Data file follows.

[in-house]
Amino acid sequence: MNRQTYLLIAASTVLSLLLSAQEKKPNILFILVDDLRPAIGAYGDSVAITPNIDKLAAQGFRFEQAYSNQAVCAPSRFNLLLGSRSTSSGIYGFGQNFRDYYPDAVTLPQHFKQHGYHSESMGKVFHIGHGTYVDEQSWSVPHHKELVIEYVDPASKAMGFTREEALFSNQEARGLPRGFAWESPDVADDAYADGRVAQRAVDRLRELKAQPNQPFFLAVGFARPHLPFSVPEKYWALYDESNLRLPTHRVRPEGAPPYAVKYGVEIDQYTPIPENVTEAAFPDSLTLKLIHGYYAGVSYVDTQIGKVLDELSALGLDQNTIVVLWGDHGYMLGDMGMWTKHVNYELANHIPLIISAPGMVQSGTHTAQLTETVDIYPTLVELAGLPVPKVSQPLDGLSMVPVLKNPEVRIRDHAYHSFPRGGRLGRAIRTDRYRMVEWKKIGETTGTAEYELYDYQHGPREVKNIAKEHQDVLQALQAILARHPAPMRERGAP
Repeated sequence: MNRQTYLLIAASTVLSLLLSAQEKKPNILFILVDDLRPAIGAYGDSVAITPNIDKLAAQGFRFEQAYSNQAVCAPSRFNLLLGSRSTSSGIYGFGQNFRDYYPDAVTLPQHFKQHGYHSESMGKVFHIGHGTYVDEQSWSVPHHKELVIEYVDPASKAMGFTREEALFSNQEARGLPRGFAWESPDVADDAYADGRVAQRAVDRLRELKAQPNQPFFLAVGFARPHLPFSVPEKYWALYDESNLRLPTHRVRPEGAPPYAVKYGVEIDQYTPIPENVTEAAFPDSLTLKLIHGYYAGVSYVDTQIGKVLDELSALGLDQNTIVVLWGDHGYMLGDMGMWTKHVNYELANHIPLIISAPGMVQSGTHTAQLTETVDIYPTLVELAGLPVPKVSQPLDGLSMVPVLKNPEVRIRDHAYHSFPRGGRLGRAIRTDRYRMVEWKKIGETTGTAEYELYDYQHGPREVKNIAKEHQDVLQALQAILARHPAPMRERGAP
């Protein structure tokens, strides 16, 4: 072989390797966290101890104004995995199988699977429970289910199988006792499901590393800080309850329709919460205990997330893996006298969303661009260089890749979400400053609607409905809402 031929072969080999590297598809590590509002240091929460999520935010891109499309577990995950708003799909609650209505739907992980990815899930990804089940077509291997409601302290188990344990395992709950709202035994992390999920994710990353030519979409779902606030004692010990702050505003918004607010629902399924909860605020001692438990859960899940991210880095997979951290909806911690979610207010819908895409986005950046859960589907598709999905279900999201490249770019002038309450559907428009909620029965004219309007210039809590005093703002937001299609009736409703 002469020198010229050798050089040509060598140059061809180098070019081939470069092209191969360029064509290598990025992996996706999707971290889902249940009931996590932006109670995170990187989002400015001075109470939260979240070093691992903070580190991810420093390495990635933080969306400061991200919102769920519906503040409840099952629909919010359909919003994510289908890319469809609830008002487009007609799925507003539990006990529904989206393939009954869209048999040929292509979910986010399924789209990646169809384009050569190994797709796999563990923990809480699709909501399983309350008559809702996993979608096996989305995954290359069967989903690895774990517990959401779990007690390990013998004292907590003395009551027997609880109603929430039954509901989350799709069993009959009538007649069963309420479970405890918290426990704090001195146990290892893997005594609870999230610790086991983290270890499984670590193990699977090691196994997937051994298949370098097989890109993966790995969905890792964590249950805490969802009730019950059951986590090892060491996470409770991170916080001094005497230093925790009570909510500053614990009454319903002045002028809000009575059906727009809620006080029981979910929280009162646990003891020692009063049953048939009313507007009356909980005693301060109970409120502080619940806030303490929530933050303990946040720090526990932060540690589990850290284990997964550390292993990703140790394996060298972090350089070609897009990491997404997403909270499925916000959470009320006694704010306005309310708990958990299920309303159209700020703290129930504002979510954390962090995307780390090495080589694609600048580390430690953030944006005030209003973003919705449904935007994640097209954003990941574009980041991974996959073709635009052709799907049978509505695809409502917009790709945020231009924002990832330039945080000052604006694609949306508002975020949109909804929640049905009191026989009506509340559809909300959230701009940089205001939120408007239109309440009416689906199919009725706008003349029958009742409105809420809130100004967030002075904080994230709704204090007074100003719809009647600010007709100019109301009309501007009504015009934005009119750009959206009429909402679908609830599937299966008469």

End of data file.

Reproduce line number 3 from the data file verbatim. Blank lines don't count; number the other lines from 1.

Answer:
Repeated sequence: MNRQTYLLIAASTVLSLLLSAQEKKPNILFILVDDLRPAIGAYGDSVAITPNIDKLAAQGFRFEQAYSNQAVCAPSRFNLLLGSRSTSSGIYGFGQNFRDYYPDAVTLPQHFKQHGYHSESMGKVFHIGHGTYVDEQSWSVPHHKELVIEYVDPASKAMGFTREEALFSNQEARGLPRGFAWESPDVADDAYADGRVAQRAVDRLRELKAQPNQPFFLAVGFARPHLPFSVPEKYWALYDESNLRLPTHRVRPEGAPPYAVKYGVEIDQYTPIPENVTEAAFPDSLTLKLIHGYYAGVSYVDTQIGKVLDELSALGLDQNTIVVLWGDHGYMLGDMGMWTKHVNYELANHIPLIISAPGMVQSGTHTAQLTETVDIYPTLVELAGLPVPKVSQPLDGLSMVPVLKNPEVRIRDHAYHSFPRGGRLGRAIRTDRYRMVEWKKIGETTGTAEYELYDYQHGPREVKNIAKEHQDVLQALQAILARHPAPMRERGAP